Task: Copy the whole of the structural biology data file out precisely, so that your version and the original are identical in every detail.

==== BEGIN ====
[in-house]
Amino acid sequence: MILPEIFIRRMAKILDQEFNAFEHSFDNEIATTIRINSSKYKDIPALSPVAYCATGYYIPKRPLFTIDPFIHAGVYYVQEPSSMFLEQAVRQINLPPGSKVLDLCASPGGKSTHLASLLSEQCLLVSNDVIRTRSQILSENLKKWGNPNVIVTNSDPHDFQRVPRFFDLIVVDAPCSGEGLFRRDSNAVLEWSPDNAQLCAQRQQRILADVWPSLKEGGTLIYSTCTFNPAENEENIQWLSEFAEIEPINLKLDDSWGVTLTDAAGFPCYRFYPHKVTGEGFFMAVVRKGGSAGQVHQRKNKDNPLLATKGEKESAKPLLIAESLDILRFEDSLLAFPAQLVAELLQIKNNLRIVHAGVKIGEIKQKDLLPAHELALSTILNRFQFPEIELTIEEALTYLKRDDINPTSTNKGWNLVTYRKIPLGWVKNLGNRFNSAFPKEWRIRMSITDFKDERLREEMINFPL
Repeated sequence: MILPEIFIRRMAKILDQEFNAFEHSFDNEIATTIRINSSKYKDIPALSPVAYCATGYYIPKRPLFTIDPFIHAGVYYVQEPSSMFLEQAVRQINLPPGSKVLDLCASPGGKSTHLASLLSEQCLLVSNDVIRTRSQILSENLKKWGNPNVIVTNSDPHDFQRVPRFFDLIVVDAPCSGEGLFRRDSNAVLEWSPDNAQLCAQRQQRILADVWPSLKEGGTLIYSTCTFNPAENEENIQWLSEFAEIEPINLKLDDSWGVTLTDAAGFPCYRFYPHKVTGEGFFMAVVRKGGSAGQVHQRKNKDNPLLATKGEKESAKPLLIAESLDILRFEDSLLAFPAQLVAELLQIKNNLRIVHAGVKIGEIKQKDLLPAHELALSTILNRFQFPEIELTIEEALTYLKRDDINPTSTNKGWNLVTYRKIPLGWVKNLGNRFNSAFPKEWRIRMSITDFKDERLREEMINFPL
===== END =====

[in-house]
Amino acid sequence: MILPEIFIRRMAKILDQEFNAFEHSFDNEIATTIRINSSKYKDIPALSPVAYCATGYYIPKRPLFTIDPFIHAGVYYVQEPSSMFLEQAVRQINLPPGSKVLDLCASPGGKSTHLASLLSEQCLLVSNDVIRTRSQILSENLKKWGNPNVIVTNSDPHDFQRVPRFFDLIVVDAPCSGEGLFRRDSNAVLEWSPDNAQLCAQRQQRILADVWPSLKEGGTLIYSTCTFNPAENEENIQWLSEFAEIEPINLKLDDSWGVTLTDAAGFPCYRFYPHKVTGEGFFMAVVRKGGSAGQVHQRKNKDNPLLATKGEKESAKPLLIAESLDILRFEDSLLAFPAQLVAELLQIKNNLRIVHAGVKIGEIKQKDLLPAHELALSTILNRFQFPEIELTIEEALTYLKRDDINPTSTNKGWNLVTYRKIPLGWVKNLGNRFNSAFPKEWRIRMSITDFKDERLREEMINFPL
Repeated sequence: MILPEIFIRRMAKILDQEFNAFEHSFDNEIATTIRINSSKYKDIPALSPVAYCATGYYIPKRPLFTIDPFIHAGVYYVQEPSSMFLEQAVRQINLPPGSKVLDLCASPGGKSTHLASLLSEQCLLVSNDVIRTRSQILSENLKKWGNPNVIVTNSDPHDFQRVPRFFDLIVVDAPCSGEGLFRRDSNAVLEWSPDNAQLCAQRQQRILADVWPSLKEGGTLIYSTCTFNPAENEENIQWLSEFAEIEPINLKLDDSWGVTLTDAAGFPCYRFYPHKVTGEGFFMAVVRKGGSAGQVHQRKNKDNPLLATKGEKESAKPLLIAESLDILRFEDSLLAFPAQLVAELLQIKNNLRIVHAGVKIGEIKQKDLLPAHELALSTILNRFQFPEIELTIEEALTYLKRDDINPTSTNKGWNLVTYRKIPLGWVKNLGNRFNSAFPKEWRIRMSITDFKDERLREEMINFPL